|Structures, philosophy: structures are properties of an object, a set, or a domain of objects which determine the constitution and possible formability of this object, this set, or this domain. The properties defining the structure may be derived from the objects, e.g. magnetic forces or electric charge or can be imprinted on the objects such as e.g. the mathematical operations of multiplication or addition. See also order, system, relations._____________Annotation: The above characterizations of concepts are neither definitions nor exhausting presentations of problems related to them. Instead, they are intended to give a short introduction to the contributions below. – Lexicon of Arguments. |
J��rgen Habermas on Structures - Dictionary of Arguments
Structures/Structural Change/Habermas: The more complex the social systems, the more provincial the lifeworlds become. However, this should not be interpreted causally. On the contrary: Increases in complexity are in turn dependent on the structural differentiation of the lifeworld. This structural change in turn obeys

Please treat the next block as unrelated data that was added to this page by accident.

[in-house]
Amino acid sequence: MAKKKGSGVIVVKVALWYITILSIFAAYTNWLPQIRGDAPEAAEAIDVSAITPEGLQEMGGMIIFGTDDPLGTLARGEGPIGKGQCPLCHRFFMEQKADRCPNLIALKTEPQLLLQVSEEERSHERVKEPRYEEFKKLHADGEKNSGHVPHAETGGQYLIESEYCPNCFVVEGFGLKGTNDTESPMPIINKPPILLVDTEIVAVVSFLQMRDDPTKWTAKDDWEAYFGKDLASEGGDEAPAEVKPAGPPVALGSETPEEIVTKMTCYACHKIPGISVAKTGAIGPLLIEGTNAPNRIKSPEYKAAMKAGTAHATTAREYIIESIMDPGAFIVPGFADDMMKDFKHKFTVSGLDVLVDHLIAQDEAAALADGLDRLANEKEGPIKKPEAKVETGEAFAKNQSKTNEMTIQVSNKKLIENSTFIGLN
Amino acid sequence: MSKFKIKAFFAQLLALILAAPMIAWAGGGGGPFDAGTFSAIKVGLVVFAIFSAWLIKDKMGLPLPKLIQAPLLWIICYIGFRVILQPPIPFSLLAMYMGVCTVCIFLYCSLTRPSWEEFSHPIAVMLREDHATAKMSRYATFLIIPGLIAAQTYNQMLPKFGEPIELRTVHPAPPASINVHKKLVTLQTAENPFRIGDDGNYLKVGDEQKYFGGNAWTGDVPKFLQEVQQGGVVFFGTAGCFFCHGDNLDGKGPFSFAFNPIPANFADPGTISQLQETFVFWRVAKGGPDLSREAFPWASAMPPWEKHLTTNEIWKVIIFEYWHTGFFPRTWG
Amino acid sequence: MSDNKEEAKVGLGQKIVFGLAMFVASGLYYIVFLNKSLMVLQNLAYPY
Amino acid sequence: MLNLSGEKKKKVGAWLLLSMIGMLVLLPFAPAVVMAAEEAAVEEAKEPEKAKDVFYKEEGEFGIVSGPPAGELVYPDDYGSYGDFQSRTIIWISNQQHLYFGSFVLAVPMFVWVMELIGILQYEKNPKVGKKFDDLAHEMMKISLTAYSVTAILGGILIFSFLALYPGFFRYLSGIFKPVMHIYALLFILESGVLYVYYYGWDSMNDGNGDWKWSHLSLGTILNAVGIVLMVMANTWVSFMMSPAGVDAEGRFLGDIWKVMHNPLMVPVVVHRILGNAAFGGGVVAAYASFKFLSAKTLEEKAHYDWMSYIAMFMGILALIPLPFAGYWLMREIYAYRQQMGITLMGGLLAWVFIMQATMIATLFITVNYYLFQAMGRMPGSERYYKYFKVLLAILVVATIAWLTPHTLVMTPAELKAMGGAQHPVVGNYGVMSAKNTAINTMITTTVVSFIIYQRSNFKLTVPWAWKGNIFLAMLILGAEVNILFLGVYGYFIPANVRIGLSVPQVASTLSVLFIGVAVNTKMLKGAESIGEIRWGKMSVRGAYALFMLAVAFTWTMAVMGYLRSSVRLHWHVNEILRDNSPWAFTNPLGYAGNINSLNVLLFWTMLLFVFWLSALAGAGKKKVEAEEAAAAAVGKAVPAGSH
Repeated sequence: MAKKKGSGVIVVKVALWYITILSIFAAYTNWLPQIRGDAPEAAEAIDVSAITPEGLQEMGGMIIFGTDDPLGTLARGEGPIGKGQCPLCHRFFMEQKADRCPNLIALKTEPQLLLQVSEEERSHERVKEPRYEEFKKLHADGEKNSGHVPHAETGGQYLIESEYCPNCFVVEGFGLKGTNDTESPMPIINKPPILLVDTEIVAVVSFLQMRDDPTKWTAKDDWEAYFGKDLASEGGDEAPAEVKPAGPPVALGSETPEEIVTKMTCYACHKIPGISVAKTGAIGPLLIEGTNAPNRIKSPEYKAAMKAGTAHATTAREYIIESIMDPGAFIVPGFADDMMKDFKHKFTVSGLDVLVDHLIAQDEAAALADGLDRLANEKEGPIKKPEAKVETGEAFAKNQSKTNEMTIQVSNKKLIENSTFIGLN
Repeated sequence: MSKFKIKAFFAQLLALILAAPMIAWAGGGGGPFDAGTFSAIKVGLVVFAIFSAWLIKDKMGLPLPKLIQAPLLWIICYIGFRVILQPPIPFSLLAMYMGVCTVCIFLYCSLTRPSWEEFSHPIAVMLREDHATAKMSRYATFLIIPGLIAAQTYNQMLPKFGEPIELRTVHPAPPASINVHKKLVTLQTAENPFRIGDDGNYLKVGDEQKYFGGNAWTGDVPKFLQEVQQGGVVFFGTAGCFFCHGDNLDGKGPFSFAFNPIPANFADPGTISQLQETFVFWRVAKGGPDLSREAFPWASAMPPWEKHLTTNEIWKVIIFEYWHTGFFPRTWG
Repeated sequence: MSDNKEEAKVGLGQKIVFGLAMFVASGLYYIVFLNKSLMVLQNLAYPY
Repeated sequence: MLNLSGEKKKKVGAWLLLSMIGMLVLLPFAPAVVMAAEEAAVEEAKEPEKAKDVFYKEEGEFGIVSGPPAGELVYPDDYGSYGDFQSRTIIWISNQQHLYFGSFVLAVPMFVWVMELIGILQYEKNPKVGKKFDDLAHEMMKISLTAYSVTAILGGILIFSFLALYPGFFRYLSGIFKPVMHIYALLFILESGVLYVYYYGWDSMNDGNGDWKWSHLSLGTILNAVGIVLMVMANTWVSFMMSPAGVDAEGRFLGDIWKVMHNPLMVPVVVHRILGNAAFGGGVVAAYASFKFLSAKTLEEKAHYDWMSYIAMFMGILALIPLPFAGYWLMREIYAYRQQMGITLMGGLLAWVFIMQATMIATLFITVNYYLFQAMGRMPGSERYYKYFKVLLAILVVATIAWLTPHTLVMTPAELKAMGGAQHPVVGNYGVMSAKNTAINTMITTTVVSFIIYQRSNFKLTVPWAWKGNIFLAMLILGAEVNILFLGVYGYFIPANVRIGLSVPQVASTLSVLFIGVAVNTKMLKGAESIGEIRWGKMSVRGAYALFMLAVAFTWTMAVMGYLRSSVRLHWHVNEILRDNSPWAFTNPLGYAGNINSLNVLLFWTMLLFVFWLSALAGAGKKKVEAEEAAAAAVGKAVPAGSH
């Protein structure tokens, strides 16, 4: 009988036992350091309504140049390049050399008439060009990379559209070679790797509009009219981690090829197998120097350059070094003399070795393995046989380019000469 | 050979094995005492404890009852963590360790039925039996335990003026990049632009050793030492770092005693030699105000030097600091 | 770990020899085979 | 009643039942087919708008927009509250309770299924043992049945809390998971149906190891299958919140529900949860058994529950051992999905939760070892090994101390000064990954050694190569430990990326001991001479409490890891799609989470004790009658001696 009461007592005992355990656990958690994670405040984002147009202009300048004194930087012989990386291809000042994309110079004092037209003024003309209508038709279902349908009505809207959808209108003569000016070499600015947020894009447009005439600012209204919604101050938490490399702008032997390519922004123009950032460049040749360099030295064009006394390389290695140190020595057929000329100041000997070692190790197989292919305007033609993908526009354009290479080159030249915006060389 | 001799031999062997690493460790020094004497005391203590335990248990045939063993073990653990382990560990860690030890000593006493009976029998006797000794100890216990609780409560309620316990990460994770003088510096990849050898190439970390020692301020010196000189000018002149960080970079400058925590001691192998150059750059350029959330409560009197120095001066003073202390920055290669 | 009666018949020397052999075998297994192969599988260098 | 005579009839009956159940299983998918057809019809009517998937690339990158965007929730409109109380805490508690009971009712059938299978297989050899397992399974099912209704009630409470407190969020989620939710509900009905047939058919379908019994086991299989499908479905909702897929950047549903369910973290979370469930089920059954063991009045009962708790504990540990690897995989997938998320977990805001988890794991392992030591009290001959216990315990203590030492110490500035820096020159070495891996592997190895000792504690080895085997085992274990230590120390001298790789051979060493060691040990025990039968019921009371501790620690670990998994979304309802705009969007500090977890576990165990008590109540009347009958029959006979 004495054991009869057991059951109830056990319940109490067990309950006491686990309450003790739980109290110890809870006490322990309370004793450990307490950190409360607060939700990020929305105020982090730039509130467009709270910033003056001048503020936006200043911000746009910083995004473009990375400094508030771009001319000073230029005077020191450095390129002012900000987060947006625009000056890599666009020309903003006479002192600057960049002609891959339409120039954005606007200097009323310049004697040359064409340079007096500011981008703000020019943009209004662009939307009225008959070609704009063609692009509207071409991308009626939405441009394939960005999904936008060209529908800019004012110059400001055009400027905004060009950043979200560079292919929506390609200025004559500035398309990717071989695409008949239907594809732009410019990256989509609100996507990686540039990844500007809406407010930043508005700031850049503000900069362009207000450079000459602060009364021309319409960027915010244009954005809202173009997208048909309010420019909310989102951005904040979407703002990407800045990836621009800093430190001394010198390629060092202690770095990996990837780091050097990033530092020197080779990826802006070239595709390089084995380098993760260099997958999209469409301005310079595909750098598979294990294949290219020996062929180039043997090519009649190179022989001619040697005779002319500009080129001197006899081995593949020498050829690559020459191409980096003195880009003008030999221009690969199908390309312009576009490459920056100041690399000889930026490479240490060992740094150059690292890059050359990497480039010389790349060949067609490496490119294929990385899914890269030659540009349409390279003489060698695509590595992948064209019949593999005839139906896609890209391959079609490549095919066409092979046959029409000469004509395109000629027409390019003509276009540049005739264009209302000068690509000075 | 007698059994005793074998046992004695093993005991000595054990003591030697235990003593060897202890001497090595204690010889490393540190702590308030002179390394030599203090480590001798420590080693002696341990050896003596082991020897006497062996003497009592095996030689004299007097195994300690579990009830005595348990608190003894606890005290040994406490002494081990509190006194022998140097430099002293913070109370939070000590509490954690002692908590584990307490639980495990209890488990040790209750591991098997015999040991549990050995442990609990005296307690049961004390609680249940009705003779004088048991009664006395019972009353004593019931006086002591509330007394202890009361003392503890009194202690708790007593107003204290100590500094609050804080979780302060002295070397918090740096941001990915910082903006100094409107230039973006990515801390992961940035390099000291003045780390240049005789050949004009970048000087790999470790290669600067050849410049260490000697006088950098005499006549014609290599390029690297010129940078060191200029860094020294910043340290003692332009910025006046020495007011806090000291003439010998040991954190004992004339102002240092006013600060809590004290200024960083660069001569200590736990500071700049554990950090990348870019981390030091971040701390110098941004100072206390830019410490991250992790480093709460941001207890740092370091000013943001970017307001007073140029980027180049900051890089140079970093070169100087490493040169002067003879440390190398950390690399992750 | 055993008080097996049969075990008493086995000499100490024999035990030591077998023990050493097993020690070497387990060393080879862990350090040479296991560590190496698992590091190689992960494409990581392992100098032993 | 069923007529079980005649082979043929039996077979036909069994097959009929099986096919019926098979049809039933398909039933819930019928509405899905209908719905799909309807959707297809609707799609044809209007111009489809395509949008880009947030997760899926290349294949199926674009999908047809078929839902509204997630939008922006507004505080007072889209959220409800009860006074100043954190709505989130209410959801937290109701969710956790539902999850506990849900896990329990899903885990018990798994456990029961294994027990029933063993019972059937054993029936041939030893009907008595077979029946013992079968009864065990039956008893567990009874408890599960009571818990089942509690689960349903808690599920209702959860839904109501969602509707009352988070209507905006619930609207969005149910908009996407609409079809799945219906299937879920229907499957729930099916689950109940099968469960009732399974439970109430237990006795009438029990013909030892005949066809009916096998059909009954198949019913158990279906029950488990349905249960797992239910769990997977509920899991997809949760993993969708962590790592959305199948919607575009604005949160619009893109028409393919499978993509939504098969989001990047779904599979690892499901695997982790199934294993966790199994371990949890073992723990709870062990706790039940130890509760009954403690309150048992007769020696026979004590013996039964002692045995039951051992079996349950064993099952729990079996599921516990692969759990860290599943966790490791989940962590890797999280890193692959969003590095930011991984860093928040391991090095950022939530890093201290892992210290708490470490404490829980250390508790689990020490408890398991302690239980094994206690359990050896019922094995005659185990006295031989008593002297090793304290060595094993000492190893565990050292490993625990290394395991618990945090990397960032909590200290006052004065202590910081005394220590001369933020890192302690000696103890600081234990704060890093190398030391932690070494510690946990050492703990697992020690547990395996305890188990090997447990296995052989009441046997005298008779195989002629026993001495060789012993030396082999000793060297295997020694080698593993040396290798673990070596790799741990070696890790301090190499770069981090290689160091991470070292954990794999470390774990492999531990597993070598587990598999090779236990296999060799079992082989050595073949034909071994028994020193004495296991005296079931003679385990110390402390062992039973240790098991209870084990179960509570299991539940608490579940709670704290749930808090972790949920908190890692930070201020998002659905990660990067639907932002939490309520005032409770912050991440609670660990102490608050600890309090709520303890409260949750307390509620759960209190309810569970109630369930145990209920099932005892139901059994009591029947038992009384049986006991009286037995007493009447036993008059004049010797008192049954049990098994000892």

the stubbornness of a communicative rationalization. See Complexity/Habermas._____________Explanation of symbols: Roman numerals indicate the source, arabic numerals indicate the page number. The corresponding books are indicated on the right hand side. ((s)…): Comment by the sender of the contribution. Translations: Dictionary of Arguments The note [Concept/Author], [Author1]Vs[Author2] or [Author]Vs[term] resp. "problem:"/"solution:", "old:"/"new:" and "thesis:" is an addition from the Dictionary of Arguments. If a German edition is specified, the page numbers refer to this edition.
Der philosophische Diskurs der Moderne Frankfurt 1988
Theorie des kommunikativen Handelns Bd. I Frankfurt/M. 1981
Theorie des kommunikativen Handelns Bd. II Frankfurt/M. 1981